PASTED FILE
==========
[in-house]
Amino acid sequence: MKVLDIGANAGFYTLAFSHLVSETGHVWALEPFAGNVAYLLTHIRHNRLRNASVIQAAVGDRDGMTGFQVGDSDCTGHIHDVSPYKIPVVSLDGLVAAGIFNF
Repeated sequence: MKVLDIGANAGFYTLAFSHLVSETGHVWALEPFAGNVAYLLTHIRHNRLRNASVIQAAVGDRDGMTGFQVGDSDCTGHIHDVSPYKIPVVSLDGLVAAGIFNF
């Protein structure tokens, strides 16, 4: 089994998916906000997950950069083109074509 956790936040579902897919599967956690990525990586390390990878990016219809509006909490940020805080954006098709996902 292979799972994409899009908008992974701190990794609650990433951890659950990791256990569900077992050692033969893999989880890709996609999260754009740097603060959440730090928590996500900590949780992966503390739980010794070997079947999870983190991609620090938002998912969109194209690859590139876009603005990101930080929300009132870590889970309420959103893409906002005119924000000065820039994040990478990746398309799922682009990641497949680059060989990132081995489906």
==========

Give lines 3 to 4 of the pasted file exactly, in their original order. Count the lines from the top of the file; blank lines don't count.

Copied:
Repeated sequence: MKVLDIGANAGFYTLAFSHLVSETGHVWALEPFAGNVAYLLTHIRHNRLRNASVIQAAVGDRDGMTGFQVGDSDCTGHIHDVSPYKIPVVSLDGLVAAGIFNF
């Protein structure tokens, strides 16, 4: 089994998916906000997950950069083109074509 956790936040579902897919599967956690990525990586390390990878990016219809509006909490940020805080954006098709996902 292979799972994409899009908008992974701190990794609650990433951890659950990791256990569900077992050692033969893999989880890709996609999260754009740097603060959440730090928590996500900590949780992966503390739980010794070997079947999870983190991609620090938002998912969109194209690859590139876009603005990101930080929300009132870590889970309420959103893409906002005119924000000065820039994040990478990746398309799922682009990641497949680059060989990132081995489906």